The Straits Times says

Fiscal support still needed in 2021

The renewed lockdowns in the United States and Europe in the wake of new waves of Covid-19, as well as the tightening of restrictions in Hong Kong, Malaysia, Japan and Taiwan, are a reminder that even after raging for more than a year, the pandemic is far from over. The roll-out of vaccines should help contain the spread, but that will be a prolonged process. It will not be until well into the second half of 2021, at best, that the pandemic may possibly be brought under control. In these circumstances, economies will need continued fiscal support from governments. US lawmakers agreed on a new US$900 billion (S$1.2 trillion) package of relief measures - which President Donald Trump has now rejected - on top of the more than US$2 trillion passed earlier. This would have brought the total fiscal support this year to more than 13 per cent of gross domestic product. The incoming administration of president-elect Joe Biden has pledged even more stimulus next year.

Many European countries which are reeling from repeated lockdowns will also almost certainly need to step up fiscal assistance from already record levels. In October, the International Monetary Fund cautioned that one of the biggest risks in responding to the economic impact of the pandemic would be a premature withdrawal of fiscal support. That is even more true now.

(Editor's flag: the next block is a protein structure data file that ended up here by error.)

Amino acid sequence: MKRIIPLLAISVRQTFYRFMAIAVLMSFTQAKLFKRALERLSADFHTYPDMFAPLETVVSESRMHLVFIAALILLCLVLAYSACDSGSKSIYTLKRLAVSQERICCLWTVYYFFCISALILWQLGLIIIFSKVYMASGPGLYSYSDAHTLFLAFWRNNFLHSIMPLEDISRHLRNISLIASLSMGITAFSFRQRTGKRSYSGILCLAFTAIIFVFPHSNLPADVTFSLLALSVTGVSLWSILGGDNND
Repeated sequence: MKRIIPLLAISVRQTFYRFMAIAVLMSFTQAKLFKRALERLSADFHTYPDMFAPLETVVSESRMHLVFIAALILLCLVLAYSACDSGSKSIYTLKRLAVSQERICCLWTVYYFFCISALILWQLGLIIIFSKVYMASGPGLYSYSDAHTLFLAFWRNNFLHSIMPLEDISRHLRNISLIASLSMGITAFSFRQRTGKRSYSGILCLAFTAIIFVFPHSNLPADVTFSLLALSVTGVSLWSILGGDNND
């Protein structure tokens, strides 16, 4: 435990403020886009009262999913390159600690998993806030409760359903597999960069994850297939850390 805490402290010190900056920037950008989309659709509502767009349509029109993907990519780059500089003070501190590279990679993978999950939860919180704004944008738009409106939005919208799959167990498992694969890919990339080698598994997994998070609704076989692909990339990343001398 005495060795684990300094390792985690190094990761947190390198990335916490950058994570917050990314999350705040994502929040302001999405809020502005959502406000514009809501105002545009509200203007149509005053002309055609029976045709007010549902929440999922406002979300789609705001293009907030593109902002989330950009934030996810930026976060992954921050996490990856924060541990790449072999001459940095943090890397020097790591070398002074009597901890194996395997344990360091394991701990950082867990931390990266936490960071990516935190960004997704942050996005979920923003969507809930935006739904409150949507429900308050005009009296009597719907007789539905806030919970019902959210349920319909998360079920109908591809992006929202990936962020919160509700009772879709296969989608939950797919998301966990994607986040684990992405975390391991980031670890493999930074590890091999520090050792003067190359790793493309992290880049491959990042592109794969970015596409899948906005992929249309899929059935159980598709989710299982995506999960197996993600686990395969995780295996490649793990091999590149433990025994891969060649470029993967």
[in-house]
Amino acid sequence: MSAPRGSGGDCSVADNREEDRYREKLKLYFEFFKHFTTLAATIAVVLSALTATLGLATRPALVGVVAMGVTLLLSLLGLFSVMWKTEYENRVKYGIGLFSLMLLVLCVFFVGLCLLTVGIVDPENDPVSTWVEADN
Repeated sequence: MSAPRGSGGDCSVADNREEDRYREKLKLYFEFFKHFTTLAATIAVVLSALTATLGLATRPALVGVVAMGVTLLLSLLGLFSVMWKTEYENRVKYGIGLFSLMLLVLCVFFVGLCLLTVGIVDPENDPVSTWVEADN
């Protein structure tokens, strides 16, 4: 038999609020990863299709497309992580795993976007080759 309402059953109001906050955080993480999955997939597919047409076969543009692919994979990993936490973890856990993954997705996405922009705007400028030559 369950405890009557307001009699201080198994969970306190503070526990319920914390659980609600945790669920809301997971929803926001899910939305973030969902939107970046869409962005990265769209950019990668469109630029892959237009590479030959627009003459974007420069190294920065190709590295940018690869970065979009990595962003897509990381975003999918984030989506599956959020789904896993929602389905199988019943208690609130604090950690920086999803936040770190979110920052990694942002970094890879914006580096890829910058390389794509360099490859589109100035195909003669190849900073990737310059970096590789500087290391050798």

It also applies to Singapore. Although the Government has pledged close to $100 billion in spending in response to the pandemic - equal to about 20 per cent of GDP - and is likely to run a record fiscal deficit of more than 15 per cent of GDP this financial year, there is a case for continued fiscal support. With the economy starting to recover, this would need to be carefully targeted. For example, while there is no case for providing broad-based wage subsidies, the Jobs Support Scheme which tapers off in March may need to be extended for sectors likely to remain hard hit, such as aviation and tourism-related sectors, the prospects for which are still bleak.

The Jobs Growth Incentive, under which the Government co-pays salaries of new local hires and which will expire in February, may also need to be selectively extended. And with unemployment likely to remain high, the Covid-19 Support Grant - which provides temporary assistance to those who suffer involuntary job and income losses, and applications for which end on Dec 31 - will need to be carried over into 2021.

On top of providing reliefs, the Government must also continue to maintain public investments in health, education, training and green infrastructure, which can be both job creating and boost sustainability and resilience in the economy. There will come a time when the Government will need to rebuild its fiscal position. But for now, fighting the impact of Covid-19 must continue to be the priority.

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